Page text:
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UK ‘must stop soldiers risking new pandemic by eating live reptiles’

Written by Thai News

Soldiers who drink snakes’ blood and eat live geckos and scorpions in training sessions are risking catching infectious coronavirus-type diseases and even causing a new pandemic, campaigners have warned.

Thousands of troops from around the world take part each year in Cobra Gold joint military exercises in Thailand, where they are encouraged to kill and eat live creatures for “survival” drills, according to animal-rights group Peta.

At last year’s event, American soldiers were filmed skinning and eating live geckos, drinking blood from a decapitated snake and biting into lizards and scorpions.

They then passed the carcasses round for others to gnaw at.

Some participants were also recorded killing chickens with their bare hands, and one also appeared to eat a tarantula, Peta said.

The government says no UK troops take part in field training at Cobra Gold, and no UK forces were involved in last year’s drill. 

But Peta has written to the defence secretary, Ben Wallace, urging him to use his influence to call on the organisers to drop the live animal exercises, replacing them with “more effective and ethical” animal-free training methods.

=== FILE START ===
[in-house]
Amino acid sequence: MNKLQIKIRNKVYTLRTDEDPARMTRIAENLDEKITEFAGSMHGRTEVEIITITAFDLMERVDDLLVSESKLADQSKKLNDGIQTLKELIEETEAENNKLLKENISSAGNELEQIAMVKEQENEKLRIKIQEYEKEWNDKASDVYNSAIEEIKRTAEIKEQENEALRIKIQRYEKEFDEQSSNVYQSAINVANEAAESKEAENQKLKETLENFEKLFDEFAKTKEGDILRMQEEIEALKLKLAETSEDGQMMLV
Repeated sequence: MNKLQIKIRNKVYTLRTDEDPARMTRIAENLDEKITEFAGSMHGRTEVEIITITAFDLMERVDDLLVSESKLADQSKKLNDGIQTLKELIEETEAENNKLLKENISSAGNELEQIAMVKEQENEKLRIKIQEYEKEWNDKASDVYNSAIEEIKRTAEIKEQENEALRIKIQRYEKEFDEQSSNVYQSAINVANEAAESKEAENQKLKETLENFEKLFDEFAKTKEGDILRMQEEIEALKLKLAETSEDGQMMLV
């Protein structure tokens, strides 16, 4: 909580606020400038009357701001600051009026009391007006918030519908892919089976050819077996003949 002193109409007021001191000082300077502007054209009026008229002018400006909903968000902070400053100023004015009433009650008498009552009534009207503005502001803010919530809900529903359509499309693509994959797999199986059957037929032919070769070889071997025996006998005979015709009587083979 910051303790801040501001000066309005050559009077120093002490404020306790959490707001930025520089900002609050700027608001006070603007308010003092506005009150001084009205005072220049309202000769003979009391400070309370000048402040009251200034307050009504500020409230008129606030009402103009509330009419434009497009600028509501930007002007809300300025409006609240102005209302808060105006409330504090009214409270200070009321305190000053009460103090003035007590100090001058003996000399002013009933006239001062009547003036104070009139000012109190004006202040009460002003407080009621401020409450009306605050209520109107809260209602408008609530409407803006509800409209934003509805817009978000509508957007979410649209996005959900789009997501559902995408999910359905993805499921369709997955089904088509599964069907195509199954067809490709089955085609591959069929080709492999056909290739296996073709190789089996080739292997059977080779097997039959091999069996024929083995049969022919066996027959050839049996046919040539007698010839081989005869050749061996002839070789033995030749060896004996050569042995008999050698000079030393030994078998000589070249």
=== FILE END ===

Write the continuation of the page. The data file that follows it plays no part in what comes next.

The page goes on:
The group says these practices pose a risk of spreading zoonotic diseases like coronavirus, endangering the troops involved and the public.

Condemning the “ritualistic” and “barbaric” killing and consumption of animals, Peta also says it is driving species already under threat further towards extinction.

The snakes involved last year were king cobras, listed by the IUCN as vulnerable, meaning they face “a high risk of extinction in the wild in the immediate future”.

“Shipping military personnel to Thailand to drink the blood of beheaded snakes is the kind of absurdity that could spark the next pandemic,” says Peta’s science policy manager, Julia Baines.

“The crude killing of animals during this annual drill not only risks public health and endangers species vulnerable to extinction, including the king cobra, but also disgraces our troops.”

Since the 1970s, it is estimated at least three dozen infectious diseases have emerged from human interference with animals, including Sars, Mers, Ebolabird fluswine flu and the Zika virus.

Scientists suspect the virus that caused Covid-19 originated in bats and was transmitted to humans through other animals.

The letter says: “The crude killing of animals during this annual drill dishonours troops, risks public health, and endangers species vulnerable to extinction.”

A Ministry of Defence spokesman said: “The UK contributes a small number of military planners to Exercise Cobra Gold.

“We do not contribute troops to the field training component of the exercise, and no UK forces were involved in the drill highlighted by the Peta campaign.”

It is understood that two military planners went to last year’s exercise, and one will go to this year’s exercise, in August.

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